Review: Sooz Kempner - Mega Drive

Sega saga fails to go sonic

comedy review (edinburgh) | Read in About 2 minutes
Published 13 Aug 2019
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Sooz Kempner

Even if you share Sooz Kempner's passion for Sega video games of the '90s, it's questionable if you'll find too much to entertain you in this hard-striving but ill-conceived show. From the premise that her many hours spent playing games as a teenager stunted her social development, but fuelled her “Mega Drive” ambition, the comic and singer suggests that her life is one of giddy highs immediately followed by crushing lows.

A viral sensation earlier this year after posting the bizarre tale of her former job as a Christina Aguilera impersonator, she was nevertheless quickly brought back to earth with a bump, just as she was in the moment of her greatest professional triumph: making her West End debut at the English National Opera. Affording commentary on these personal peaks and troughs, she interacts with two video manifestations of her competing inner self, Good Sooz and Bad Sooz, the former a Scientology-enabled wellspring of encouragement, the latter an undermining bitch queen. And inbetween all this self-analysis, she interjects her critiques of the Sonic the Hedgehog franchise and other Sega games, their regressive, underlying politics as great a source of humour as their outdated graphics and lack of relative technical sophistication.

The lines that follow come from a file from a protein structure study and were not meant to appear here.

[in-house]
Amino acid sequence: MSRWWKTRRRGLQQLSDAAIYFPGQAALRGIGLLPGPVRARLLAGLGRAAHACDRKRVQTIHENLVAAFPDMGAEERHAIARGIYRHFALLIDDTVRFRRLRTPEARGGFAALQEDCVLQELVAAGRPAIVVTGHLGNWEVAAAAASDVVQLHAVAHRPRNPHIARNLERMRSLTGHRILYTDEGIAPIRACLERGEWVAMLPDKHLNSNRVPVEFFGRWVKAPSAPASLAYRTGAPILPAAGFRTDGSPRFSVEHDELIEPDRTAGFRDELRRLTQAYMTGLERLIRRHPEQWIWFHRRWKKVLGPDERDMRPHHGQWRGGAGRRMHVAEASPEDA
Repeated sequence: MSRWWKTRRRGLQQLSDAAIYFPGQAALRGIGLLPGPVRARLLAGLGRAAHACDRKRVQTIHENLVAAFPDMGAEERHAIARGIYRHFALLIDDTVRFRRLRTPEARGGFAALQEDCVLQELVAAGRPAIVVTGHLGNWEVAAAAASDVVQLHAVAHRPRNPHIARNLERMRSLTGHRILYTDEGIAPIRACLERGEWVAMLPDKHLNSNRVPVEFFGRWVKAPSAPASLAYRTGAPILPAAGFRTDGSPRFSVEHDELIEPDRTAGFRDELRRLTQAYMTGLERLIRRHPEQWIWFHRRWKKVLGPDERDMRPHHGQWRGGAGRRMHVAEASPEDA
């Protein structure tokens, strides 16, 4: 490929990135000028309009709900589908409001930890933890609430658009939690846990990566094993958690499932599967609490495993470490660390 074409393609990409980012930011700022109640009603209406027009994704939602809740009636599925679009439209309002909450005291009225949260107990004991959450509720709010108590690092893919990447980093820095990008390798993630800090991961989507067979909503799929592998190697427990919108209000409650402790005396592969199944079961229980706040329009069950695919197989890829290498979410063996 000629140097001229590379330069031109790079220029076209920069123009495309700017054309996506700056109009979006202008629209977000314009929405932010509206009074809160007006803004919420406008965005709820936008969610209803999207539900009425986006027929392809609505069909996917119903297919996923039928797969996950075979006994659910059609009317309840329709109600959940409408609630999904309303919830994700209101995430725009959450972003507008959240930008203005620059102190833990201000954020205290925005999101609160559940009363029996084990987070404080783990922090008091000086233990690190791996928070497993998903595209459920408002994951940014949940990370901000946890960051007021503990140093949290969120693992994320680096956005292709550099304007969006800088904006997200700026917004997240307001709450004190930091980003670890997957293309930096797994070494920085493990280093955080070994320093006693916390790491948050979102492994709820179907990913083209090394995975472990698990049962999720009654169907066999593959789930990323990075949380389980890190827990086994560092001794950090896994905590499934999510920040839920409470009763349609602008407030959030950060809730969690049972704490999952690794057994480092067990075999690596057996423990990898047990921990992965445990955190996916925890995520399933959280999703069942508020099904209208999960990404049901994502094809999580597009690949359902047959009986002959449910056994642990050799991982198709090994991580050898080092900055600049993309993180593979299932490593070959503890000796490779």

Additionally, there's another tangent about the hymns that Kempner sang at school which testify to her impressive pipes. But the most amusing aspect remains her mockery of highly dubious games like Michael Jackson's Moonwalker. Bolted onto such assured cynicism, the self-immolation feels indulgent and rather skated through.